Testing our resolve: Peter Whish-Wilson

Confronted with the twin crises of a full-blown climate emergency and a global pandemic, 2020 has been a year that tested our resolve.

By Senator Peter Whish-Wilson

2020 has been a year that tested our resolve. We have been confronted with the twin crises of a full-blown climate emergency and a global pandemic. Given 2021 is likely to be an election year, it is more important than ever for Australians to understand that the Greens are the only party that has the vision and blueprint to solve both crises with one singular, comprehensive plan: a Green New Deal. We can both tackle our climate crisis and push for COVID-19 economic recovery at the same time, with governments stepping up to invest and underwrite the industries, jobs and communities of the future.

In Tasmania I continue to work with local community and campaigners to stop the ongoing madness of native forest logging, the continued destruction of takayna/Tarkine from 'fly-by-night' mining companies, the Liberals’ agenda to privatise our precious world heritage areas and other seemingly endless inappropriate developments. The Greens are the only ones working with Tasmanian locals to protect what they value.

Healthy oceans, waste and recycling

Right as the pandemic hit, two pieces of devastating news went largely unnoticed: a third mass coral bleaching of the Great Barrier Reef over the last five years was confirmed, and the first ever extinction of a bony marine fish anywhere in the world happened right in my home state of Tasmania.

This underlies just how urgent the protection of our oceans really is; that the warming of the waters surrounding Tasmania and the loss of our marine life, healthy reef systems and biodiversity is sounding a warning bell to the rest of the country and the world.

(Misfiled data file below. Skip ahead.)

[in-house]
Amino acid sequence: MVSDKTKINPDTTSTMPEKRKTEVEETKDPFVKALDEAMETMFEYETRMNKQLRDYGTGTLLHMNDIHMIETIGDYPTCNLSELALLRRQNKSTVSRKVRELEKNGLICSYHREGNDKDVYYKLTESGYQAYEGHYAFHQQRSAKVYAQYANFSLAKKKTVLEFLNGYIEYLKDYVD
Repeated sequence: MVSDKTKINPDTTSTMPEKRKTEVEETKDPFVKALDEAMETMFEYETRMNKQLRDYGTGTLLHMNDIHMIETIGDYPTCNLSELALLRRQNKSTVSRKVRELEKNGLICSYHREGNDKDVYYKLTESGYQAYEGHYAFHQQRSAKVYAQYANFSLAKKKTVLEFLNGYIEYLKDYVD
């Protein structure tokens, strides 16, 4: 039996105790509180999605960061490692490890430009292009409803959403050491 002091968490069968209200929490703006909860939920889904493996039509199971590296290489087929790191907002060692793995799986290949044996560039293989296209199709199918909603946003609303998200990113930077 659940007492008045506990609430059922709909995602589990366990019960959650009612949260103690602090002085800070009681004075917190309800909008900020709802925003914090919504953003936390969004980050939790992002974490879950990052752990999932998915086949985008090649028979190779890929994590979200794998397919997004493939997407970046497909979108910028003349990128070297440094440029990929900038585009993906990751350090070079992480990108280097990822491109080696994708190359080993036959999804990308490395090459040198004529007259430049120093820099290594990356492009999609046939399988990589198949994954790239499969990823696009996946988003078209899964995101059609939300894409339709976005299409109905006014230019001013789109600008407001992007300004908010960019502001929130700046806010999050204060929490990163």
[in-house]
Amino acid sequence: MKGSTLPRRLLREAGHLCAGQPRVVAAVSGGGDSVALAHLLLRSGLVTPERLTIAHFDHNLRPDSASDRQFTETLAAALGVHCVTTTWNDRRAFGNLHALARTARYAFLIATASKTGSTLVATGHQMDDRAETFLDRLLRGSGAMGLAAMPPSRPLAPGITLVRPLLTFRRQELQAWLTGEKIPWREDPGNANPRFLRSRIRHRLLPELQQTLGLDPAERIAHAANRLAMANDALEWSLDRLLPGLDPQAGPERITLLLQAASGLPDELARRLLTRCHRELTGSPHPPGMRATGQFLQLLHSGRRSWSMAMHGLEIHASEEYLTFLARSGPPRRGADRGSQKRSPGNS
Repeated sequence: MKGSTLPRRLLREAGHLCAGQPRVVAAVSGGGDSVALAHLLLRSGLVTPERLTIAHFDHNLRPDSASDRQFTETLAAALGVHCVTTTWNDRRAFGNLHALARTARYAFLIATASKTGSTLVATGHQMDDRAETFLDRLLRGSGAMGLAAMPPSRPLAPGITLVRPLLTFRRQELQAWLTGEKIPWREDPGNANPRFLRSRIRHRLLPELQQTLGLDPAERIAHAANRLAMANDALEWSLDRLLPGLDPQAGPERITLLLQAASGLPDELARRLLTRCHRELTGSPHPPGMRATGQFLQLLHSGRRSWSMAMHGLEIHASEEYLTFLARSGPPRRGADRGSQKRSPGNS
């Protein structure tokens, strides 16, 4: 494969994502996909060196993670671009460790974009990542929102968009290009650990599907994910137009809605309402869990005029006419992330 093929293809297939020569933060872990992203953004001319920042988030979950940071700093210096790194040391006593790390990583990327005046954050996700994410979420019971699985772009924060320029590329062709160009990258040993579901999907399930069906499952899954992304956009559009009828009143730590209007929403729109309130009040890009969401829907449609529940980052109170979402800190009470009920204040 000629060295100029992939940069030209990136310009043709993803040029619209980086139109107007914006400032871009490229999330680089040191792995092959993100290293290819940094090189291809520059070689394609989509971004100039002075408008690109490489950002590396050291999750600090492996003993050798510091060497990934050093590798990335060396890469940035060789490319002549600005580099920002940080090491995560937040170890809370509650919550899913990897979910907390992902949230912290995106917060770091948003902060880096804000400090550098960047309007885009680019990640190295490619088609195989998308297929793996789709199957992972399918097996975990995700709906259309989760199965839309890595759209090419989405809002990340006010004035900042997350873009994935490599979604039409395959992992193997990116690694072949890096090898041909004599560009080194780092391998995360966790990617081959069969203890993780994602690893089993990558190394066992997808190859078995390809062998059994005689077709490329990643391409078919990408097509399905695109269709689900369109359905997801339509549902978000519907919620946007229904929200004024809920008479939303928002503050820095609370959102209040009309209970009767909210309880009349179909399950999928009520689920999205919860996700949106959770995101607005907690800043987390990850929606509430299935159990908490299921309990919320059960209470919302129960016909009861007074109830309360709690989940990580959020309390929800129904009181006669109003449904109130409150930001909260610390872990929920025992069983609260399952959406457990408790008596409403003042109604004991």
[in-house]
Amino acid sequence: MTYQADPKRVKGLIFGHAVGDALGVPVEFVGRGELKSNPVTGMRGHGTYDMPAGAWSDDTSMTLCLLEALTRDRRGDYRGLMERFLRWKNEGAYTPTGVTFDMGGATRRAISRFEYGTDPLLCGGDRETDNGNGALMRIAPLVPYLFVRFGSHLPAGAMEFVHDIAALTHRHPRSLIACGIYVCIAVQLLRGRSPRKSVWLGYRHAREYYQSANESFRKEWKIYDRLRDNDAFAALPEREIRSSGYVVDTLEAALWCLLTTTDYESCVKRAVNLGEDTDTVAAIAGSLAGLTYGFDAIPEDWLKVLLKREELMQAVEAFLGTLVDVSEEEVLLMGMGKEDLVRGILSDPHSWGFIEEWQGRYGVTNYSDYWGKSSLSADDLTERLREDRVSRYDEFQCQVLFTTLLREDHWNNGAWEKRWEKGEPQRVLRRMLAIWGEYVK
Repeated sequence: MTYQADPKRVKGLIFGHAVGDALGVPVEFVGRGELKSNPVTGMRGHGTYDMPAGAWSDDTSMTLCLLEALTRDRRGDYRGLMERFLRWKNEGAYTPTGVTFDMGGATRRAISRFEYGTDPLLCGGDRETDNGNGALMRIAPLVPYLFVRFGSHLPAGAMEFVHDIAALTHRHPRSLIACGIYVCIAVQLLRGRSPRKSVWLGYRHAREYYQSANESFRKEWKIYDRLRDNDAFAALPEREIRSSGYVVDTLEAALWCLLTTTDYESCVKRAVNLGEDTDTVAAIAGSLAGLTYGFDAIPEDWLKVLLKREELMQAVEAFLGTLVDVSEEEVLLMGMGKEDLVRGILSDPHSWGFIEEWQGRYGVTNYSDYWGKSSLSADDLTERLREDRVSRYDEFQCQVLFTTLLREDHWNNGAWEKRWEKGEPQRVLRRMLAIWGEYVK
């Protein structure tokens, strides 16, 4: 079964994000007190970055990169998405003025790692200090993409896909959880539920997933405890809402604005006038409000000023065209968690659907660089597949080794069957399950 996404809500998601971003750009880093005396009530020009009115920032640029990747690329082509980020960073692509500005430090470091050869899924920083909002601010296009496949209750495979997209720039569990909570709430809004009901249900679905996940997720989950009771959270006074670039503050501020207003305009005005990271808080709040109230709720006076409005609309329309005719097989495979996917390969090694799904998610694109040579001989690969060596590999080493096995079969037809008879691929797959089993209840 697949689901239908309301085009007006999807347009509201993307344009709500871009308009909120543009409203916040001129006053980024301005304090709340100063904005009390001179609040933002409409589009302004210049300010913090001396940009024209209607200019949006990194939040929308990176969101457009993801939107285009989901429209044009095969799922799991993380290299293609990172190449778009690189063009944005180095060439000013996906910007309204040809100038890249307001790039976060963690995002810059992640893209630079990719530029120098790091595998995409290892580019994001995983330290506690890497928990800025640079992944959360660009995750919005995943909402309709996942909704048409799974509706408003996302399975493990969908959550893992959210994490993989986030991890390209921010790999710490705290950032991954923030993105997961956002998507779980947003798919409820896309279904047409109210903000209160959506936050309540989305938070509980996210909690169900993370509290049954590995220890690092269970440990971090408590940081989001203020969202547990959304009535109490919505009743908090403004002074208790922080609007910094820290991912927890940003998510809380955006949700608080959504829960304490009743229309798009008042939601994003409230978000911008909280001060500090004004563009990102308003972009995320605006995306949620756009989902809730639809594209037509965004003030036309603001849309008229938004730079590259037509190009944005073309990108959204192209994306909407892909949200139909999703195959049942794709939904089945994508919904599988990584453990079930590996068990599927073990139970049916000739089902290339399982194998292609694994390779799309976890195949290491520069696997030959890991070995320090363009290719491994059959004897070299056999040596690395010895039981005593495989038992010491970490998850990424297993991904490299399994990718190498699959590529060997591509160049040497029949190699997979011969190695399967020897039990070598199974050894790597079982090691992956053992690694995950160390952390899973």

Now, more than ever, we need to increase overall investment in our climate science research capability. I’ve been publicly campaigning for the proper funding of our climate and southern ocean research jobs, whether through long-term funding for UTAS, for the ongoing work of handfish conservation and a federally funded approach to invasive sea urchin eradication. This year I also stepped up local consultation and campaigning to save our rapidly disappearing kelp forests.

I have continued to advocate for a humane and evidence-based approach to protecting marine life and managing interactions with sharks around our beaches. Removing shark nets, which are weapons of mass destruction to protected marine life, received a groundswell of support from local communities around the country, distressed at seeing so many whales, dolphins, dugongs, rays and turtles caught in those nets.

This year has also seen two landmark inquiries get underway, starting with the nation’s first inquiry into the impacts of seismic testing from oil and gas exploration which I am chairing. For the first time ever, evidence has come together from stakeholders as diverse as the fishing industry, environmental NGOs, scientific research teams and community groups outlining the risks to our oceans and fisheries from ongoing oil and gas exploration. As hearings have travelled ‘virtually’ from Tasmania to Victoria, South Australia and Western Australia, it’s becoming clear that the fossil fuel industry has largely been operating within a science and research vacuum to the detriment of our local industries, communities and marine life. Coastal communities right around the nation are standing up and saying ‘no way’ to more offshore fossil fuel exploration in this time of climate emergency. The NZ Greens managed to have all new seismic testing and offshore exploration banned – there is no reason Australia shouldn’t do the same. I'm proud that the Greens are leading this charge and that it’s being noticed by many non-traditional Green constituencies.